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Involve Contact Center Agents in the QA Process


One of the major challenges for most contact centers these days is how to align with the agents when it comes to the internal and external scoring process. What does “good”/”pass”/”80%” look like for the people who live and breath the customers’ issues, on an hourly basis? 

Before we get into that, let’s take a step back. Imagine, if you could, you as a frontline agent. You know that you have to “make the customer happy” and “resolve their issue”, and, in some cases, work with tools and systems that are not always built for purpose, or with the customer in mind. Easy job, right?

The traditional QA process would involve a quality assistant reviewing agent calls (usually remotely) and then providing feedback to the agent using a QA scoresheet. The agent may have never seen the scoresheet before and will only see it at these coaching sessions. The QA sheet is usually created with inputs from the client and the vendor, and then launched to the sound of bells and whistles. Now, ask yourself, in most cases, is there an uplift in these metrics because of the changes to the QA sheet?

The missing piece of the puzzle is the agents. While the senior leaders from the client and the vendors are giving themselves a pat on the back, the agents are sitting there saying to themselves, “Another new QA sheet, but it doesn’t help us solve the customers’ issues. We have to do a step which is just a waste of time and impacts our AHT.”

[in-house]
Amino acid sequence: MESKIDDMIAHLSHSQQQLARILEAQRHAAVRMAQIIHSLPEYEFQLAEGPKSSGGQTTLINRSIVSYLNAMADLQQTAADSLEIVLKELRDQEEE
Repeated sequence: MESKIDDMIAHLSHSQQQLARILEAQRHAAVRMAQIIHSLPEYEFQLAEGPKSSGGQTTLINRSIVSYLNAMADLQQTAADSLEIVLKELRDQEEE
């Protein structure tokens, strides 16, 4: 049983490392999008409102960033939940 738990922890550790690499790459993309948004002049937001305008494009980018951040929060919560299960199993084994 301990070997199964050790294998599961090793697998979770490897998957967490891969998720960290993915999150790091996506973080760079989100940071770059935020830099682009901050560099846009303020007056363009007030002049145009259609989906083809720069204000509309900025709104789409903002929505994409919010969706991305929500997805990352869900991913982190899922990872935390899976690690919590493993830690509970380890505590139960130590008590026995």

Maybe it’s time for a change. I am a huge advocate for getting agents involved in the QA process. Yes, it’s going to be painful to mine through their suggestions on ways to improve, but I guarantee you will find a golden nugget, an “Aha” moment that will positively impact the agent’s journey and the customer’s journey.

Agents should be part of the ongoing process with QA. Let them attend internal and external QA/Calibration sessions. I would also encourage the setting up of something that I call “a listening bay” - a dedicated area somewhere off the ops floor equipped with a monitor, headphones, and a keyboard. Here, the agent will be allowed to listen to their own calls, and score using the existing QA sheet. It’s so powerful to see where you have opportunities to grow in your own performance when you can see it in black and white.

If done correctly, this retooling of the QA process will have a positive impact on all customer centric-KPIs, and make agents feel part of the process. It can also have the potential of creating a learning lab for agents to visit when they simply can’t see the forest for the trees.